On July 10, the second round of results were released from the MLPerf Training v0.6, or the machine learning training performance benchmark suite that measures the performance of machine learning acceleration in hardware. Nvidia was the best-rated out of five chip-to-chip comparisons that included image recognition, translation and reinforcement learning or the methodology used to train robots on a factory floor.
According to the July 2019 Steam Hardware & Software Survey, the Nvidia GeForce GTX 1060 is the most popular video card for gaming. With Newzoo reporting that the gaming industry is expected to reach $174 billion by 2021, NVDA appears to be in a position to achieve long-term growth.
Vivek Arya, a five-star analyst, maintains his bullish stance even amid a tumultuous economic climate. On July 17, he reiterated his Buy rating and $225 price target. “While we continue to see some n-t macro headwinds (cloud inventory digestion, trade tensions), we remain bullish on NVDA long term due to its uniquely leverageable graphics platform and exposure to some of the fastest growth markets in semis – in particular the still budding $60bn TAM (total addressable market) for artificial intelligence (AI) chips/systems. Recently released MLPerf benchmark results are indicative of NVDA’s leadership and competitive moat,” he said. The Merrill Lynch analyst believes that share prices could soar by an impressive 46% over the next twelve months.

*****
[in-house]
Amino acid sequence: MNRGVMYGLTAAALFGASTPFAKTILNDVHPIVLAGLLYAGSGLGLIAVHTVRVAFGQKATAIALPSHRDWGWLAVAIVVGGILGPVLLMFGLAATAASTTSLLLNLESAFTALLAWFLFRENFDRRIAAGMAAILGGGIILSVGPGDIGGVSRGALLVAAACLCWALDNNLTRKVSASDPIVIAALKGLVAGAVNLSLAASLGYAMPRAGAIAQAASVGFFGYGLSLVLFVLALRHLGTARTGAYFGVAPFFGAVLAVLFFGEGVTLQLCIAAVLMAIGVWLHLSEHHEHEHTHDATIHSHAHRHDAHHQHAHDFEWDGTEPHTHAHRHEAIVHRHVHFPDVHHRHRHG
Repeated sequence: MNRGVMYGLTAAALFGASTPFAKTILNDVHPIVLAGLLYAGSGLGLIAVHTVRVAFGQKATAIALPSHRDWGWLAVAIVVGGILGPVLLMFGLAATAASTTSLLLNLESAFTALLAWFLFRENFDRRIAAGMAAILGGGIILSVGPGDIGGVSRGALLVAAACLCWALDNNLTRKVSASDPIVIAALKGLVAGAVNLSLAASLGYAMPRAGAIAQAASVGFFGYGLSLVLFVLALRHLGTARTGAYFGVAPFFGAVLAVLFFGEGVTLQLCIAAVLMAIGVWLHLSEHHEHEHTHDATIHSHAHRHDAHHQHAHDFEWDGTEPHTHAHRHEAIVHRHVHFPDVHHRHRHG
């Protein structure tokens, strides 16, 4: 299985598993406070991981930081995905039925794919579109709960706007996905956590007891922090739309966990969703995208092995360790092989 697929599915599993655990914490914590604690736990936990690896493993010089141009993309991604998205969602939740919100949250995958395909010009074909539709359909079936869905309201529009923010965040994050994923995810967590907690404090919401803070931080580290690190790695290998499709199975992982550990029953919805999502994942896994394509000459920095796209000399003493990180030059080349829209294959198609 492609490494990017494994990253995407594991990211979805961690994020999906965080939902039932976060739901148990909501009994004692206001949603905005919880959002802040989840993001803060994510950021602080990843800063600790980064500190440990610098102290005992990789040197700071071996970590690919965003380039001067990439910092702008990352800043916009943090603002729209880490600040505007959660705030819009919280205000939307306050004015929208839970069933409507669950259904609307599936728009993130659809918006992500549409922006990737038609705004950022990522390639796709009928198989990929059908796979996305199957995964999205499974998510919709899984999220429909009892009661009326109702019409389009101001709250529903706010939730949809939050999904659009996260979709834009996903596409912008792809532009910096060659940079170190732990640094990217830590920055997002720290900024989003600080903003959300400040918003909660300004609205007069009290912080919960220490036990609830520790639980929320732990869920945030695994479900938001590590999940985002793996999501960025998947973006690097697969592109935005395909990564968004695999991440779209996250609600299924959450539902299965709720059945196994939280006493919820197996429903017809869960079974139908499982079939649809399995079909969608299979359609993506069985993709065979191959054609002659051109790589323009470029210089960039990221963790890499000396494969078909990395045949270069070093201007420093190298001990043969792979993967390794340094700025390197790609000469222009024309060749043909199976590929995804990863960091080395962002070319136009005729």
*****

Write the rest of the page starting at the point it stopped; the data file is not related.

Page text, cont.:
The rest of the Street is cautiously optimistic. NVDA has a ‘Moderate Buy’ analyst consensus and a $187 average price target, suggesting 22% upside potential.
Advanced Micro Devices, Inc. (AMD)
AMD stands out from the other chip stocks on our list as it is the only one that saw share prices gain recently. AMD is up over 16% in the last five days, with analysts saying it’s poised to continue its upward trajectory.
The gains have largely been attributed to AMD’s second-generation EPYC 2 server chip, Rome. The company announced on August 7 that the chip is capable of double the level of performance of Intel Corporation’s (INTC) Xeon processor. Not to mention AMD’s chip is half the cost of Intel’s.
The positive sentiment surrounding AMD only increased after Google (GOOGL) and Twitter (TWTR) announced that they would be using the new EPYC chips as data center processors on August 8. TWTR believes that these chips will allow it to cut data center costs by up to 25%.
In a space that is dominated by Intel, which boasts 98% market share, AMD has made substantial progress in its efforts to expand its reach.
On August 7, Mitch Steves, a five-star analyst, assigned a Buy rating and set a $44 price target. The RBC Capital analyst believes share prices could soar by as much as 29% over the next twelve months. “We believe AMD's competitive pricing and technical specifications will drive share gains at the expense of Intel Corp,” the RBC Capital analyst said. Steves boasts a 72% success rate and gets an average return of 20% per rating.
Matt Ramsay, another five-star analyst, thinks that while AMD still has work to do, he likes the improved technical specifications. “Overall, we anticipate Rome will begin a series of strong quarters of share gains starting in 3Q19 with strong 2H ramps at Amazon, Microsoft, and Google to be catalyzed by the newly introduced suite of 7-nanometer Rome products. As such we anticipate AMD should push toward 10% server share in early 2020 and exit 2020 with roughly 15% share,” he said. On August 6, the Cowen & Co. analyst reiterated his Buy rating and $40 price target, implying 17% upside potential.
AMD has a ‘Moderate Buy’ analyst consensus and a $34 average price target, suggesting zero upside potential.